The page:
State to close prison; inmates will be moved to facility in Chatham

Virginia's Department of Corrections is closing the Mecklenburg Correctional Center.

This comes after Pennsylvania decided earlier this year to remove 1,000 prisoners it housed in Virginia.

The inmates housed at Mecklenburg Correctional Center will be moved to the Green Rock Correctional Center in Chatham.

The Mecklenburg Correctional Center will close by May.

The governor's office says the move will save the state money.  

Here is the news release from Governor McDonnell's office:

Following Pennsylvania’s decision to remove nearly 1,000 inmates currently housed under contract in Virginia, Governor Bob McDonnell has directed the Department of Corrections to close the Mecklenburg Correctional Center in Boydton. The removal of the out-of-state prisoners, along with the resulting loss of revenue (estimated at approximately $20 million a year), will require the consolidation of existing prison facilities in order to maximize the use of existing assets and avoid the state having to replace the revenue previously paid by Pennsylvania. The governor’s Chief of Staff, Martin Kent, and Secretary of Public Safety, Marla Graff Decker, attended the Mecklenburg County Board of Supervisors meeting Monday night to inform the members personally of the closing, while Department of Corrections leadership informed prison employees.

Closing Mecklenburg Correctional Center and consolidating prisoners to the Green Rock Correctional Center in Chatham, which formerly housed the out of state prisoners, results in a net increase to the department’s capacity by approximately 300 beds to house state-responsible offenders at no additional cost to the Commonwealth. It will also reduce the state’s cost per inmate. It currently costs approximately $29,562 per year for each inmate housed at the MCC. That cost will shrink to $19,215 per year at the Green Rock prison.

“Virginia’s prisons are an important part of our public safety system,” said Governor McDonnell. “We also know that they play a significant role in local economies and provide jobs,” said Governor McDonnell. “In these difficult times, it is incumbent upon the Department of Corrections and state government to ensure that public safety continues to be paramount and, while doing so, to be the best stewards of taxpayer’s money. By transferring the prisoners in Mecklenburg Correctional Center to our other facility in Pittsylvania County we will save approximately $10,000 per inmate on an annual basis. While this closing is the fiscally responsible step to take, I know the hardship it will present for the employees of the Mecklenburg Correctional Center and the surrounding community. Our administration is committed to working with those employees, and local partners, to provide as much assistance as possible in the wake of this announcement. I am encouraged that Director Harold Clarke estimates that at least 45 to 50 percent of existing employees can be placed in currently vacant positions with the Department of Corrections.  In addition to the internal transfers, we are committed to finding as many placements out of the state correctional system as possible.”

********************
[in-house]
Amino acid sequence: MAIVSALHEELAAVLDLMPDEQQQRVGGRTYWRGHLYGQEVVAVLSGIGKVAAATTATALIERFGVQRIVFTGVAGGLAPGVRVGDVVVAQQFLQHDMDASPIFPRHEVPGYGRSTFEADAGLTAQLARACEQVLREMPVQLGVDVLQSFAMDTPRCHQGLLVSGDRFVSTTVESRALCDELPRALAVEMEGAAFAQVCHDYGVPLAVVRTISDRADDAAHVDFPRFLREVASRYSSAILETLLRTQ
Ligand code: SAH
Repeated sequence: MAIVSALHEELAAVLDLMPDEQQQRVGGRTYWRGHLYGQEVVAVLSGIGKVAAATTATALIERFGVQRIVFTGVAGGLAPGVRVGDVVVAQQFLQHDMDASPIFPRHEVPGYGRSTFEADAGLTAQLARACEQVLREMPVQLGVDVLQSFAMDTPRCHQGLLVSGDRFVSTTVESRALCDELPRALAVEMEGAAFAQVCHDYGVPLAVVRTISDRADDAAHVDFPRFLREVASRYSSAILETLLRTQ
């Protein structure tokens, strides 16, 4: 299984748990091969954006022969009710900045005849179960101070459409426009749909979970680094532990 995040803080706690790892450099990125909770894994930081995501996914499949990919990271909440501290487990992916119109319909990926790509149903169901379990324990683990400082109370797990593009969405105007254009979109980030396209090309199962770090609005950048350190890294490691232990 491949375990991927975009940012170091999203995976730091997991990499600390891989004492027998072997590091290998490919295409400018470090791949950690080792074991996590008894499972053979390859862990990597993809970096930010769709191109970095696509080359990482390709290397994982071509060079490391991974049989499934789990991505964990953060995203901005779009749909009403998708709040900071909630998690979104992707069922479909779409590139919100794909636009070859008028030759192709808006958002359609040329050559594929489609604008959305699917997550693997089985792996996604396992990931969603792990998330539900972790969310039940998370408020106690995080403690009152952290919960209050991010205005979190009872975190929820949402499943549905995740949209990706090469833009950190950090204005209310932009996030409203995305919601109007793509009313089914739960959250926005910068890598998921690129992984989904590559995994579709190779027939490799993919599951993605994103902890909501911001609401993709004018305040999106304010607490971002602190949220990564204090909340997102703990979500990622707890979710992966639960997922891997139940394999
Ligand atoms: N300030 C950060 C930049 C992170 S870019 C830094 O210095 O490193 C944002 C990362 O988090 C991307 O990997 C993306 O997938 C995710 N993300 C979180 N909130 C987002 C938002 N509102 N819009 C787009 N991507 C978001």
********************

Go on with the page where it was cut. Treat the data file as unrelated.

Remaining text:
Governor McDonnell has instructed state agencies, and specifically the Virginia Employment Commission, to work with the Department of Corrections to maximize options for employees. The governor has also instructed state agencies to work with the community to minimize impact on the local economy.  Deputy Secretary of Commerce and Trade for Rural Economic Development Mary Rae Carter, who also attended last night’s meeting, will be spending considerable time working with the locality in this effort.

“This was a difficult decision. Our agency has experienced several closings in the past 10 years and I am very mindful of the impact this announcement will have, specifically on our 300 MCC employees and the community,” said Secretary Decker. “I have tasked the department to work directly with all employees at the facility to answer questions, explain options, and place as many of them in other positions as possible.  We believe we can place 45 to 50 percent of MCC employees in currently vacant positions within the Department of Corrections.  We will also work hard to find positions in other state and local agencies for those who we cannot place within the Department of Corrections.”

Offenders currently incarcerated at MCC will be transferred to other prison facilities within the state with the ultimate goal of closing the facility by May 2012.

MCC was opened in 1976 and, due to its age, continues to require substantial ongoing maintenance work, as well as more capital outlay project requirements. In contrast, Green Rock was completed in 2007 and is in excellent condition with relatively few maintenance issues. The decision to keep Green Rock open and close Mecklenburg provides the Department of Corrections with a facility that is more efficient and has nearly 300 additional inmate beds. MCC is a reception and classification facility with an average daily population of approximately 730 male offenders. Green Rock has an average daily population of approximately 1,000 offenders.